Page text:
Daf Yomi

For the week ending 24 May 2003 / 22 Iyyar 5763

Avoda Zara 65-71

by Rabbi Mendel Weinbach zt'l
The Color of HeavenArtscroll

Perfect and Imperfect Pleasure

The potentate Bar Sheishach spent his holiday indulging in an extreme form of physical pleasure. When the Sage Rava brought him a gift on that day, Bar Sheishach tauntingly asked him if there was a pleasure so great as this in store for Jews in the hereafter.

There are a couple of passages which Rava could have cited to show that our pleasure will be greater than his. Rabbi Papi suggests that he could have quoted King Davids prophetic vision of our royal grandeur expressed in "princesses shall honor you with their service" (Tehillim 45:10). Rabbi Nachman bar Yitzchak suggested a quote from the prophetic description of the rewards of the hereafter as being beyond human imagination for "no eye but Yours, L-ord, has seen what You will do for those who await Your salvation." (Yeshayahu 64:3)

Rava, however, hesitated to respond to the noblemans challenge with prophetic promises whose validity he could not hope to prove. He chose instead to deflate the quality of his pleasure by pointing to something which could be demonstrated. Rava therefore called attention to the vulnerability of even a high official like Bar Sheishach who is subservient to the arbitrary whims of his king, while Jews in the hereafter will be free from the yoke of any such power. No sooner had he haughtily denied any such subservience than Bar Sheishach was summarily summoned to abandon his indulging and to appear before the king.

Ravas gift to Bar Sheishach on his holiday and that of Rabbi Yehuda to Avidarna on his holiday are explained as being permissible because these sages were certain that the recipients of these gifts were not idol worshippers. The ban on dealing with idol worshippers on and around their holidays for fear that they would offer thanks to their idol did not, therefore, apply to them.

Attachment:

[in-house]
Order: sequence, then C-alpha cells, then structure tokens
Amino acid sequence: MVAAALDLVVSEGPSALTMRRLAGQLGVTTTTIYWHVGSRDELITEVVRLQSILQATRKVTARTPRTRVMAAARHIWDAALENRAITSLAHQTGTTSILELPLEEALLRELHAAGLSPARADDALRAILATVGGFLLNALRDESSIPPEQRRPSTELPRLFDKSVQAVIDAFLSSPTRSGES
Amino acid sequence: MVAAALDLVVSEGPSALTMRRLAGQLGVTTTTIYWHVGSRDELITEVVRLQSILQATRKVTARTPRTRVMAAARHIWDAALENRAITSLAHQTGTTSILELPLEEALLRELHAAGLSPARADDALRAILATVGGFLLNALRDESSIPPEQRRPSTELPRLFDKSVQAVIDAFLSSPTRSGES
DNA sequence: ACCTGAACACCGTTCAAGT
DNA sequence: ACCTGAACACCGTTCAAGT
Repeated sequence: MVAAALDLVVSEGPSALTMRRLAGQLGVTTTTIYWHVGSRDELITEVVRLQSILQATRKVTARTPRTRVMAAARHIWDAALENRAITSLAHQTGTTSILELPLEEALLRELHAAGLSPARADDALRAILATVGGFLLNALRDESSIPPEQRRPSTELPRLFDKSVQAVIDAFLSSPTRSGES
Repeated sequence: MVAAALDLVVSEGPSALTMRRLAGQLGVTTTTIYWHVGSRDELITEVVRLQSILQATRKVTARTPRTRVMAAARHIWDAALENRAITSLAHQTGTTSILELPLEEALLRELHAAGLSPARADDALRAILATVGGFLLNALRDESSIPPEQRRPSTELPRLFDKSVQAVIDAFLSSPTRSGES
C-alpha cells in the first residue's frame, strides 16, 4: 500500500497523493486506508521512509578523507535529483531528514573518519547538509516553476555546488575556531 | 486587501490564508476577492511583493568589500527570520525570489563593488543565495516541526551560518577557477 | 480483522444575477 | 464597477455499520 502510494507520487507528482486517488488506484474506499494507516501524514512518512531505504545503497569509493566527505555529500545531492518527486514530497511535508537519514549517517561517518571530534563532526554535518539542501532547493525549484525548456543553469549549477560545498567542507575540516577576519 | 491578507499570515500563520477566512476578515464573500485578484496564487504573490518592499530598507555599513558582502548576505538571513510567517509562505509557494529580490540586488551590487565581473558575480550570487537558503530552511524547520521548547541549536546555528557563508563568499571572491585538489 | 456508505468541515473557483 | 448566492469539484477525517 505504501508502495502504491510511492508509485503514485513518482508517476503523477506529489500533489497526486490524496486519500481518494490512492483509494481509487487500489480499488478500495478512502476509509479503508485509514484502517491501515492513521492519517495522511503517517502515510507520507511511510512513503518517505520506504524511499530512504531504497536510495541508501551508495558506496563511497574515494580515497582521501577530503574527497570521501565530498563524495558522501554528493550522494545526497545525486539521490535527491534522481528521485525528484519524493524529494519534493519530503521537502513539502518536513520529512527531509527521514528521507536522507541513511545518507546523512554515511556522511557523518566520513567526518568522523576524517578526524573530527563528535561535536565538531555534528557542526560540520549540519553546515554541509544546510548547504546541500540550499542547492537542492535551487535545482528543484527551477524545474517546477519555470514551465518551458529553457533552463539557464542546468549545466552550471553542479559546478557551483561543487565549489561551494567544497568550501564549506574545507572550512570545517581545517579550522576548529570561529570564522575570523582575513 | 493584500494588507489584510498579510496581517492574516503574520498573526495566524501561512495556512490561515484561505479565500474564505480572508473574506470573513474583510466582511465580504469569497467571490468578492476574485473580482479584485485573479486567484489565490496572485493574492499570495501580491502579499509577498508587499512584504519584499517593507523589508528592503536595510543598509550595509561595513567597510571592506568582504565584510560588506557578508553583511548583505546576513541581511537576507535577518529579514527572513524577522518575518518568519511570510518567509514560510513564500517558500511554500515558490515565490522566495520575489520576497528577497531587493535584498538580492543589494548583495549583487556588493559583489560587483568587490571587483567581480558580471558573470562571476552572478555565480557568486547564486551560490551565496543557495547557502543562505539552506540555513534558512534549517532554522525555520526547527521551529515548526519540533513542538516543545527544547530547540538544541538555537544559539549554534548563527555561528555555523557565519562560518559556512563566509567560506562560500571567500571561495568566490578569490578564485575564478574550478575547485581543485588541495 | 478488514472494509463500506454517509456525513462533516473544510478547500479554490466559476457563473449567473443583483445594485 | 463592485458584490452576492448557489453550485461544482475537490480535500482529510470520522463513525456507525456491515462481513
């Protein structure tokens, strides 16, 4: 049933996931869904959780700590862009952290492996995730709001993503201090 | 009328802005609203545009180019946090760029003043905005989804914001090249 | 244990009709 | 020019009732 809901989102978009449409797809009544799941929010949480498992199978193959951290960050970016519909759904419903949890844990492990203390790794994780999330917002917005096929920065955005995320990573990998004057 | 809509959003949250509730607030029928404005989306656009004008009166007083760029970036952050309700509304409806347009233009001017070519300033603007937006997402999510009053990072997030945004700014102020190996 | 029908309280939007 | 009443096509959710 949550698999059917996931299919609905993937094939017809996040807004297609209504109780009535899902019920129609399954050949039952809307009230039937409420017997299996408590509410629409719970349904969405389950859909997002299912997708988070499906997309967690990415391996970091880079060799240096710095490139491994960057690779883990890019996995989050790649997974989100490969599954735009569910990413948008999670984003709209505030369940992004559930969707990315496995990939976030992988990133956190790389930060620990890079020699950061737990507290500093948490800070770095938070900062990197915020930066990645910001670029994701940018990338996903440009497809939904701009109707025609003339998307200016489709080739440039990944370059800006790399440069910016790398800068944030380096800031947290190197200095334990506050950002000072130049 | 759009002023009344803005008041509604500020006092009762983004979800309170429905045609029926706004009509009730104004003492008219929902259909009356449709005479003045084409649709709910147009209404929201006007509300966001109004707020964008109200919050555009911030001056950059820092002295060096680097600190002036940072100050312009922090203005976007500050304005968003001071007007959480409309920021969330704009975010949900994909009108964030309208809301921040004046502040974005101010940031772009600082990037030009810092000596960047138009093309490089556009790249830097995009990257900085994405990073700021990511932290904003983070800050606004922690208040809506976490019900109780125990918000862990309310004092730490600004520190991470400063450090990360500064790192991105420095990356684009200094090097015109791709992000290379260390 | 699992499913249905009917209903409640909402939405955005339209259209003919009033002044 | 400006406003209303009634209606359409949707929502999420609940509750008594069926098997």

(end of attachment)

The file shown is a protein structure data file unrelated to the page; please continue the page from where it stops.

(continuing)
But if these holidays were not days with a religious significance for these non-Jews why did these sages find it necessary to pay homage to them on these particular days? Rabbi Yacov Emden suggests that the holiday referred to here was a New Years celebration which idol worshippers treated as an occasion for idol worship but which Bar Sheishach and Avidarna related to as simply a day for feasting and one on which receiving gifts was considered a good omen for the year just begun.

Avoda Zara 65a

The Case for Kashering

After their military triumph over the Midianites, the Israelite troops were instructed by the Kohen Hagadol Elazar what to do with metal cooking vessels which were part of the spoils.

"Whatever was used for cooking with fire must be passed through fire in order to become pure." (Bamidbar 31:23)

This is the source for what we know as "kashering" vessels which have absorbed some non-kosher substance. If the substance was absorbed through boiling then boiling must be used to extract it and if it was in direct contact as in broiling then fire must be directly applied to it for removing the absorption.

What sort of vessels are referred to in the above passage?

Rabbi Shimons position is that the need for kashering was limited to those vessels which had been so recently used for non-kosher cooking that not even a 24-hour period had passed. Once the absorbed substance has been there that long, he contends, the taste it will inject into the subsequent kosher cooking is considered spoiled and making a negative contribution which the Torah did not forbid.

In support of this position Rabbi Shimon cites the passage forbidding the consumption of an animal whose death was not caused by the ritual slaughter of shechita. "To the stranger (a non-Jew who has abandoned idol worship) shall you give this carcass for him to eat." (Devarim 14:21) Only something which is fit for the stranger to eat is forbidden, concludes Rabbi Shimon, to the exclusion of something which is not fit because it is spoiled, which includes food absorbed in a vessel for more than 24 hours. It should be noted, however, that kashering of such vessels is still required by rabbinical law, which forbids the consumption of even such spoiled substances and only permits the use of food which has unintentionally been cooked in such vessels.

Avoda Zara 67b


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